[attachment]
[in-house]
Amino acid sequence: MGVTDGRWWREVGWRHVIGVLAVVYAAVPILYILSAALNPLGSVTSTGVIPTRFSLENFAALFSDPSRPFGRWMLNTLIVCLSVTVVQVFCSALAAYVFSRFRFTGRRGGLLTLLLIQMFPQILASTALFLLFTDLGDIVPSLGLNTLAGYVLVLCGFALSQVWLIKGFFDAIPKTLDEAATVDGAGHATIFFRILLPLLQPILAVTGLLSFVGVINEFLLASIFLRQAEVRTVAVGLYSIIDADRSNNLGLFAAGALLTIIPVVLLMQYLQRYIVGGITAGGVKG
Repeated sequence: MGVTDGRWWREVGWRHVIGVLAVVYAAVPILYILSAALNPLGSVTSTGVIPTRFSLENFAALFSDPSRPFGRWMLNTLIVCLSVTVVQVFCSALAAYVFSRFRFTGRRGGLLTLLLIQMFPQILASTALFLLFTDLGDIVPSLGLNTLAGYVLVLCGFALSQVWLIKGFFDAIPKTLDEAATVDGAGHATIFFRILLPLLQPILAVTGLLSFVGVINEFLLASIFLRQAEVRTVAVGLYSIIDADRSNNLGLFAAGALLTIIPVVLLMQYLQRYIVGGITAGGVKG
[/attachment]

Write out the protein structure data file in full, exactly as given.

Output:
[in-house]
Amino acid sequence: MGVTDGRWWREVGWRHVIGVLAVVYAAVPILYILSAALNPLGSVTSTGVIPTRFSLENFAALFSDPSRPFGRWMLNTLIVCLSVTVVQVFCSALAAYVFSRFRFTGRRGGLLTLLLIQMFPQILASTALFLLFTDLGDIVPSLGLNTLAGYVLVLCGFALSQVWLIKGFFDAIPKTLDEAATVDGAGHATIFFRILLPLLQPILAVTGLLSFVGVINEFLLASIFLRQAEVRTVAVGLYSIIDADRSNNLGLFAAGALLTIIPVVLLMQYLQRYIVGGITAGGVKG
Repeated sequence: MGVTDGRWWREVGWRHVIGVLAVVYAAVPILYILSAALNPLGSVTSTGVIPTRFSLENFAALFSDPSRPFGRWMLNTLIVCLSVTVVQVFCSALAAYVFSRFRFTGRRGGLLTLLLIQMFPQILASTALFLLFTDLGDIVPSLGLNTLAGYVLVLCGFALSQVWLIKGFFDAIPKTLDEAATVDGAGHATIFFRILLPLLQPILAVTGLLSFVGVINEFLLASIFLRQAEVRTVAVGLYSIIDADRSNNLGLFAAGALLTIIPVVLLMQYLQRYIVGGITAGGVKG